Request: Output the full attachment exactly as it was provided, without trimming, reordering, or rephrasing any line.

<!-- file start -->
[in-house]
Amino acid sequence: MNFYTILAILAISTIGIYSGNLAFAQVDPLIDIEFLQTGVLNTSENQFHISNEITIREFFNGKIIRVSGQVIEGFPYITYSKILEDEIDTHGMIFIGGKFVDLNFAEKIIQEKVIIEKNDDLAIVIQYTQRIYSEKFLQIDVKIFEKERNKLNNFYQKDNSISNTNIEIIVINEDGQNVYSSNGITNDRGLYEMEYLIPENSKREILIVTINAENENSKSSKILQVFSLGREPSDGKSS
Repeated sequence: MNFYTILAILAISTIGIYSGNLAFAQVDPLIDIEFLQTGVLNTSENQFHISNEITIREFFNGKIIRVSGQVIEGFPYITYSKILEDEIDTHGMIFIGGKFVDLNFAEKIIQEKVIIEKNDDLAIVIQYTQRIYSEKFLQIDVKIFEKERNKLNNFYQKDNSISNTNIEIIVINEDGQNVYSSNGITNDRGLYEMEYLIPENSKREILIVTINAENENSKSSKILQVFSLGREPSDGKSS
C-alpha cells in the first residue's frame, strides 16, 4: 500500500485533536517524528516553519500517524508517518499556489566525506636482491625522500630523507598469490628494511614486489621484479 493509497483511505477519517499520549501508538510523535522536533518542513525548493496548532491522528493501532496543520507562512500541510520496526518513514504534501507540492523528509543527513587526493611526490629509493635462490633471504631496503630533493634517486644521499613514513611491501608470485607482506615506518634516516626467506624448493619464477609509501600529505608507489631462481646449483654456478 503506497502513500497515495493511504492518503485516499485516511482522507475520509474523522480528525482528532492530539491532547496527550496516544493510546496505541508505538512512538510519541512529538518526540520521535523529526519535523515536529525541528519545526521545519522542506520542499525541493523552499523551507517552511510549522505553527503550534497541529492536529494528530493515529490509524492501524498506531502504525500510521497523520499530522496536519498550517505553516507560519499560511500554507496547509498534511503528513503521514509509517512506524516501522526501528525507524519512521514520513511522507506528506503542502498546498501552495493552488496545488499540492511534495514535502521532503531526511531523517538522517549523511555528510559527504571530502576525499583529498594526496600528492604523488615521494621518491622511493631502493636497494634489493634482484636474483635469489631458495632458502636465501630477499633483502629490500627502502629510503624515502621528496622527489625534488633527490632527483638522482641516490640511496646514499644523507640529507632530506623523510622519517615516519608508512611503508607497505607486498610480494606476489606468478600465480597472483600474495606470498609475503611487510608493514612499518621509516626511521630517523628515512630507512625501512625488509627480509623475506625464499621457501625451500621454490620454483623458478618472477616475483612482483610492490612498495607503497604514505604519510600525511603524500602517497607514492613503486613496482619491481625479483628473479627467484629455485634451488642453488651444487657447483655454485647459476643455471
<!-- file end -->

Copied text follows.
[in-house]
Amino acid sequence: MNFYTILAILAISTIGIYSGNLAFAQVDPLIDIEFLQTGVLNTSENQFHISNEITIREFFNGKIIRVSGQVIEGFPYITYSKILEDEIDTHGMIFIGGKFVDLNFAEKIIQEKVIIEKNDDLAIVIQYTQRIYSEKFLQIDVKIFEKERNKLNNFYQKDNSISNTNIEIIVINEDGQNVYSSNGITNDRGLYEMEYLIPENSKREILIVTINAENENSKSSKILQVFSLGREPSDGKSS
Repeated sequence: MNFYTILAILAISTIGIYSGNLAFAQVDPLIDIEFLQTGVLNTSENQFHISNEITIREFFNGKIIRVSGQVIEGFPYITYSKILEDEIDTHGMIFIGGKFVDLNFAEKIIQEKVIIEKNDDLAIVIQYTQRIYSEKFLQIDVKIFEKERNKLNNFYQKDNSISNTNIEIIVINEDGQNVYSSNGITNDRGLYEMEYLIPENSKREILIVTINAENENSKSSKILQVFSLGREPSDGKSS
C-alpha cells in the first residue's frame, strides 16, 4: 500500500485533536517524528516553519500517524508517518499556489566525506636482491625522500630523507598469490628494511614486489621484479 493509497483511505477519517499520549501508538510523535522536533518542513525548493496548532491522528493501532496543520507562512500541510520496526518513514504534501507540492523528509543527513587526493611526490629509493635462490633471504631496503630533493634517486644521499613514513611491501608470485607482506615506518634516516626467506624448493619464477609509501600529505608507489631462481646449483654456478 503506497502513500497515495493511504492518503485516499485516511482522507475520509474523522480528525482528532492530539491532547496527550496516544493510546496505541508505538512512538510519541512529538518526540520521535523529526519535523515536529525541528519545526521545519522542506520542499525541493523552499523551507517552511510549522505553527503550534497541529492536529494528530493515529490509524492501524498506531502504525500510521497523520499530522496536519498550517505553516507560519499560511500554507496547509498534511503528513503521514509509517512506524516501522526501528525507524519512521514520513511522507506528506503542502498546498501552495493552488496545488499540492511534495514535502521532503531526511531523517538522517549523511555528510559527504571530502576525499583529498594526496600528492604523488615521494621518491622511493631502493636497494634489493634482484636474483635469489631458495632458502636465501630477499633483502629490500627502502629510503624515502621528496622527489625534488633527490632527483638522482641516490640511496646514499644523507640529507632530506623523510622519517615516519608508512611503508607497505607486498610480494606476489606468478600465480597472483600474495606470498609475503611487510608493514612499518621509516626511521630517523628515512630507512625501512625488509627480509623475506625464499621457501625451500621454490620454483623458478618472477616475483612482483610492490612498495607503497604514505604519510600525511603524500602517497607514492613503486613496482619491481625479483628473479627467484629455485634451488642453488651444487657447483655454485647459476643455471